Dingo Simon
“Dingo” Simon with two of the four rare white puppies that were recently born at his Durong Dingo Sanctuary; he’s now found homes for three of them but needs to raise $8000 to meet Biosecurity Queensland requirements

June 30, 2014

Durong’s “Dingo Simon” has a problem: he needs to raise $8000 to build five new enclosures for his beloved dingoes. And he needs to do it quickly.

Six weeks ago one of the 17 dingoes at his Durong Dingo Sanctuary gave birth to four rare, pure white dingo pups.

Simon says the birth was a complete surprise.

The mother, Honey, had not come into season for the past few years and Simon thought she had fertility problems so he left her male companion, Mabo, in the same enclosure with her.

“Dingoes have a complex family structure that has been created over thousands of years of evolution, and keeping them separate is not a good idea,” Simon said.

“They’re companion animals and seek the company of their own. So keeping Honey and Mabo apart would cause them stress and agitation, and they’d be continually trying to escape get to their mate.”

Simon informed Biosecurity Queensland about the surprise birth, then set about trying to find homes for the new puppies.

Under the terms of his Biosecurity Queensland permit, he is only allowed to keep 17 dingoes at his sanctuary and not breed them.

Dingoes are regarded as a Class 2 Feral Pest by the State Government, rather than an endangered native species.

Simon found a home for one of the puppies, whom he named Spirit, with Ray Revill’s Fraser Coast Wildlife Sanctuary in Maryborough; and two others went to Greg and Yvonne Culell’s Hall’s Gap Zoo in Victoria.

The three puppies were picked up by their new owners last Friday.

He has yet to find a home for the fourth white dingo pup, and had hoped to keep him.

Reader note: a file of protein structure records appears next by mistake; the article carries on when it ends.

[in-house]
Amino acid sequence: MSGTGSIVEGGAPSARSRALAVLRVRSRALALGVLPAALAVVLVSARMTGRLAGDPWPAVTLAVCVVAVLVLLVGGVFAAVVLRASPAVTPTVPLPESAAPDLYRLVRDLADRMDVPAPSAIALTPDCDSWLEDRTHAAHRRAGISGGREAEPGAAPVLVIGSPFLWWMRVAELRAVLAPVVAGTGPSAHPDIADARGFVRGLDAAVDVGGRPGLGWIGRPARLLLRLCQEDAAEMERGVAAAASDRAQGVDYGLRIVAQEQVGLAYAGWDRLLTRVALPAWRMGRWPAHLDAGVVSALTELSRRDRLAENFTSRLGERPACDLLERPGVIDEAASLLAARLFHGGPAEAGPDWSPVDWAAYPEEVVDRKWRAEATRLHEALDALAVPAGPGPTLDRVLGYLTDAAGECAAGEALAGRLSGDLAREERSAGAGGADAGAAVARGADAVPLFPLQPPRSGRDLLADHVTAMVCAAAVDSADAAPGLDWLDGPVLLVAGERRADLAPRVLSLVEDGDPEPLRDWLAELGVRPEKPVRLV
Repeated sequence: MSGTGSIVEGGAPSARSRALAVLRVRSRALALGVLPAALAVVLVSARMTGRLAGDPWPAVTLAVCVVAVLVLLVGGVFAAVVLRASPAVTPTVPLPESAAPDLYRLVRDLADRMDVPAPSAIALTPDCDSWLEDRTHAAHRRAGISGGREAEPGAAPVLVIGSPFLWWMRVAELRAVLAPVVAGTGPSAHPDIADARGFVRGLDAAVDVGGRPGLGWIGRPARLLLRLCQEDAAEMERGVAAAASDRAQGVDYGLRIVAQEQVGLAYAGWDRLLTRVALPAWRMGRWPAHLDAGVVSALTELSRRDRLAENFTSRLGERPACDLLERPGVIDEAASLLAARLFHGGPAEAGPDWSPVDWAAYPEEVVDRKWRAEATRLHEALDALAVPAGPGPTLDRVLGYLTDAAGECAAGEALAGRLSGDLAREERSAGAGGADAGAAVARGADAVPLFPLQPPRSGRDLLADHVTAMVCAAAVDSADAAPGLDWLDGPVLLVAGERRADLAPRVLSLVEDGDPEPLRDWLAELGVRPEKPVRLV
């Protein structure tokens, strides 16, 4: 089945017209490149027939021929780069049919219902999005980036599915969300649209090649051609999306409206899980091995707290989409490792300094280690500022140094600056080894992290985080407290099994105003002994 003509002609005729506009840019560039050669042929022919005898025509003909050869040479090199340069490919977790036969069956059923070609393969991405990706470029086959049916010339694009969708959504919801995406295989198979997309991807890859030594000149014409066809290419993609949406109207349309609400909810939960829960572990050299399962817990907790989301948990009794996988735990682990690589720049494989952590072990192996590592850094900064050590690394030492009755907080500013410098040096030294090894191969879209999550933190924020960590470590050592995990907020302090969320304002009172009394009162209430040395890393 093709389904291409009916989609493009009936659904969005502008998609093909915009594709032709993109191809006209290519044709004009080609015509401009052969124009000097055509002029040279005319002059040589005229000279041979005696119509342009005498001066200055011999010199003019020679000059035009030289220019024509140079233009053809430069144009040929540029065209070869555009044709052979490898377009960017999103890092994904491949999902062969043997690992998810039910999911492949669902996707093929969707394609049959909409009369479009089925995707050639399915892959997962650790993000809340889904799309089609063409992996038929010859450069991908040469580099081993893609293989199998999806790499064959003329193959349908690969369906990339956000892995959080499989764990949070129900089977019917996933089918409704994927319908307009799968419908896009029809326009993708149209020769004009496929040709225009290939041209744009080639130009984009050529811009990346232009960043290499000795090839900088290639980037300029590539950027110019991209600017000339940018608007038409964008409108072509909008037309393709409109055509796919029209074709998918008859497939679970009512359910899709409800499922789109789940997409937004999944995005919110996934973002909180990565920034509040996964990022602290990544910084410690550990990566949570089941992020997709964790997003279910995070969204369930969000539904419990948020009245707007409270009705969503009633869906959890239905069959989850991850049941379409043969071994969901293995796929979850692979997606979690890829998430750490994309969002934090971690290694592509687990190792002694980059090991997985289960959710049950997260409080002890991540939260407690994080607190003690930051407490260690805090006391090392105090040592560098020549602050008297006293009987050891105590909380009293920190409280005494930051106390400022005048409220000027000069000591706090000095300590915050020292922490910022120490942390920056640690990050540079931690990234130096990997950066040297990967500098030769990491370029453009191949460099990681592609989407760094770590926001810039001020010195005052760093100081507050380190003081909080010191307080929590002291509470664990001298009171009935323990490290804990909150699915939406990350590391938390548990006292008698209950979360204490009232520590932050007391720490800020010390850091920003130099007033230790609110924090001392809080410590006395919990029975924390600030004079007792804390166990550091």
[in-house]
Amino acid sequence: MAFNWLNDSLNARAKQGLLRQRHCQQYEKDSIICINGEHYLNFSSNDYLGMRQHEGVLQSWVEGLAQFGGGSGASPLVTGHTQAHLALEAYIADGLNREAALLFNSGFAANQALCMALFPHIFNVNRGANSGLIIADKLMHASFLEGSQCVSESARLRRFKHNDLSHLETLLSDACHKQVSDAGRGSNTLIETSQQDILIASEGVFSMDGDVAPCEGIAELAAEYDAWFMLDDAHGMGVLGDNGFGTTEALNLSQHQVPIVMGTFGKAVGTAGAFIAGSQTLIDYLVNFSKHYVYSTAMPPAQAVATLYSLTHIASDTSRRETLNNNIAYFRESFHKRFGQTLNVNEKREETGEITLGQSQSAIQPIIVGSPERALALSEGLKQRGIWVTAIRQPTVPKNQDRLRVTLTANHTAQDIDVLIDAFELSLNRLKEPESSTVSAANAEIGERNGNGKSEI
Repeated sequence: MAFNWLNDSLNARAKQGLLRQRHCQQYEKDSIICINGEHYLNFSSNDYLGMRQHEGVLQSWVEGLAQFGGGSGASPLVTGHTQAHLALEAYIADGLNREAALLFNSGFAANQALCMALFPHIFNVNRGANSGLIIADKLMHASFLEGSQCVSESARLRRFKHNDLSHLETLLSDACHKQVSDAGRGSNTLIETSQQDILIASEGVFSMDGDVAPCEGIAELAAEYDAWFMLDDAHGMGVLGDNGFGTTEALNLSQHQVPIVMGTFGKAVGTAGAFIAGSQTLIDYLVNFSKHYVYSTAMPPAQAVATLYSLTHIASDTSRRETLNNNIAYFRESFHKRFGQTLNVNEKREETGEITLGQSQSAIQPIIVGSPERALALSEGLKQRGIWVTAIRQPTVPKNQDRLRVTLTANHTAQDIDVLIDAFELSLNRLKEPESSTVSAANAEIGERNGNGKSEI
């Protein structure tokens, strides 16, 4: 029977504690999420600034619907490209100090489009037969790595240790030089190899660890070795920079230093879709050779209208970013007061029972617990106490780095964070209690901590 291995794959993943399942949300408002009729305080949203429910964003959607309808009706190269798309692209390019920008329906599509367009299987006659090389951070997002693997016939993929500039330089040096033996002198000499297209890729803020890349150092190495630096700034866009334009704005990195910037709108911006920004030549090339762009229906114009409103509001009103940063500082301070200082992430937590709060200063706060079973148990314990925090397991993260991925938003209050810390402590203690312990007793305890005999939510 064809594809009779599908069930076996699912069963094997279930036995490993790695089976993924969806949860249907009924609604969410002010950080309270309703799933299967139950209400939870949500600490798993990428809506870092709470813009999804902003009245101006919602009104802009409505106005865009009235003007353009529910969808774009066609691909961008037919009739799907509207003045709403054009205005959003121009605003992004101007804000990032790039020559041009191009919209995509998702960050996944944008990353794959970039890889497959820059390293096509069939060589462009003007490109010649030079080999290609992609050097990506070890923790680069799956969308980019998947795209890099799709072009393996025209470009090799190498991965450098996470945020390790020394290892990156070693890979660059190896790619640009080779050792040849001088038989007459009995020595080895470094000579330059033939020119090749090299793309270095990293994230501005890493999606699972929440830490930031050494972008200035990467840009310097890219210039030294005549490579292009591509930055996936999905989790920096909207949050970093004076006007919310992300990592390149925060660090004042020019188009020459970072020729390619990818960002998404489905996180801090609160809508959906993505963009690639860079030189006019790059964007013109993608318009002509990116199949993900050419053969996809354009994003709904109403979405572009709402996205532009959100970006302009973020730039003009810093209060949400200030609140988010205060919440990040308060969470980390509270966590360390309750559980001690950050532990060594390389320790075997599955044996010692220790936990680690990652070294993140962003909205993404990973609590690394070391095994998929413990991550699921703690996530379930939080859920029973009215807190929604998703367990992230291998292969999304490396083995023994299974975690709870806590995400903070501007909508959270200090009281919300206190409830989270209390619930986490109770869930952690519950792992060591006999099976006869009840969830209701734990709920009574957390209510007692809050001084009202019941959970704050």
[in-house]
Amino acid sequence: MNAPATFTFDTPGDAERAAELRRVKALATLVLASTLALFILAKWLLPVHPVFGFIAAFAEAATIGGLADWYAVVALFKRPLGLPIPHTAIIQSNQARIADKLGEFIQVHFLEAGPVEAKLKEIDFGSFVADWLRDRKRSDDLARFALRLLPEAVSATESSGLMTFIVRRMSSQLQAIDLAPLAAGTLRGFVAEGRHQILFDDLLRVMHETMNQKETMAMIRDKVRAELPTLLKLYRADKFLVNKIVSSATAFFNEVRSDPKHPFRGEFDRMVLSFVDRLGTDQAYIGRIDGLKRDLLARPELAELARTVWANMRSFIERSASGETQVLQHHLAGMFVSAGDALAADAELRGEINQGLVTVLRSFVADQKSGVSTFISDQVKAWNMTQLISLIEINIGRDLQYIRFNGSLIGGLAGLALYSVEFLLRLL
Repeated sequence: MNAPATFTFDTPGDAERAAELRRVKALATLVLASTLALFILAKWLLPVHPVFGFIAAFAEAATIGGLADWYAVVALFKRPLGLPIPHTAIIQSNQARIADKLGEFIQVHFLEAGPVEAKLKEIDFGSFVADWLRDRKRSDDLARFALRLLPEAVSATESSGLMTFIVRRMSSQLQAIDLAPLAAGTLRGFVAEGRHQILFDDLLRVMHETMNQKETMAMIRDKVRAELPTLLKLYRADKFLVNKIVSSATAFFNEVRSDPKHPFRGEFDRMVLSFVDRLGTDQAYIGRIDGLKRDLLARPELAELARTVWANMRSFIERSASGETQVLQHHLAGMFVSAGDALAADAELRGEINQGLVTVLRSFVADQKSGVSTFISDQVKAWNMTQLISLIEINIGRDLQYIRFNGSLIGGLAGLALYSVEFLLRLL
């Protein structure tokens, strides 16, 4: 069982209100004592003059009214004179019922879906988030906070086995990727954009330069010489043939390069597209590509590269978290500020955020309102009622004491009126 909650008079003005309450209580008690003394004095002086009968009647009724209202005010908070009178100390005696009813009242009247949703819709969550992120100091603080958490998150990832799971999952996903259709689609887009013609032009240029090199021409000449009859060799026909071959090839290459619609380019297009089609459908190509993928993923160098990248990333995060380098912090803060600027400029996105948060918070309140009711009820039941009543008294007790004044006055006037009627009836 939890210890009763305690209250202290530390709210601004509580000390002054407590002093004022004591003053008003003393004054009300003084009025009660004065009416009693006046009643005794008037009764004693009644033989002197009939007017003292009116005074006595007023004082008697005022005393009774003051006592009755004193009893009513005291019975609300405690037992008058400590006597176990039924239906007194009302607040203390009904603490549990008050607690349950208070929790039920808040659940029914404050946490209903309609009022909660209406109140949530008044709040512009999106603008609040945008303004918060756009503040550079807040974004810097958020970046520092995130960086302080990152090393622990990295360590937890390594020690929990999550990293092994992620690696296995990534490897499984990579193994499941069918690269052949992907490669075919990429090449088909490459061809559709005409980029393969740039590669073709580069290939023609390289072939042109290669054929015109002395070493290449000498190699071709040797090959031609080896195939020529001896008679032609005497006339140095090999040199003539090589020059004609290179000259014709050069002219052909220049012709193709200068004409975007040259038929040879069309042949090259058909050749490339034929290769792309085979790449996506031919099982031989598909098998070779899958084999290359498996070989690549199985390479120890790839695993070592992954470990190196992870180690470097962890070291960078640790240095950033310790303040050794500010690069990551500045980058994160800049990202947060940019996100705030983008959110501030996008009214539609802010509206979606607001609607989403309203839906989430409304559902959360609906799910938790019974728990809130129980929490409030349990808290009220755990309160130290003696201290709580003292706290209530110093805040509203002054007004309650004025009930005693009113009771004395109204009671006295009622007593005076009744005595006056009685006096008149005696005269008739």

But Biosecurity Queensland has reacted badly to the news, Simon says, and has now given him four options to retain his permit for the Dingo Sanctuary:

He now must either:

  • Separate all the dingoes year-round, an option Simon believes is impossible because of the dogs’ complex social structures
  • Forward the dingoes to another authorised sanctuary, which Simon also believes is also impossible because it appears – at the moment – no other zoo has suitable accommodation for dingoes, and relocating the animals would cause them immense stress
  • Desex all the animals, which would destroy their value as breeding stock for scientific research, or
  • Build five new enclosures to separate the animals during breeding periods, which Simon estimates will cost $8000 for materials

“I simply do not have that sort of money lying around,” Simon says.

“I had to sell off all my Droughtmaster cattle at a loss recently because of the drought, and things are tight.”

A friend of Simon’s, Zahra Chamberlain, has already set up a crowd funding site on GoFundMe.com to help raise funds, and other dingo groups are also trying to provide assistance.

Within two weeks, the GoFundMe site has attracted pledges of $790.

It’s still a long way short of the $8000 Simon needs, but it’s a help.

People who would like to assist Simon are invited to contribute to the GoFundMe campaign, or to email Simon.

[Photos: Durong Dingo Sanctuary]

Dingo Simon
“Spirit” with mother “Honey”; Spirit has now been adopted by the Fraser Coast Wildlife Sanctuary
Dingo Simon
“Zahra” in the grass at the Dingo Sanctuary, which needs to raise $8000 to keep operating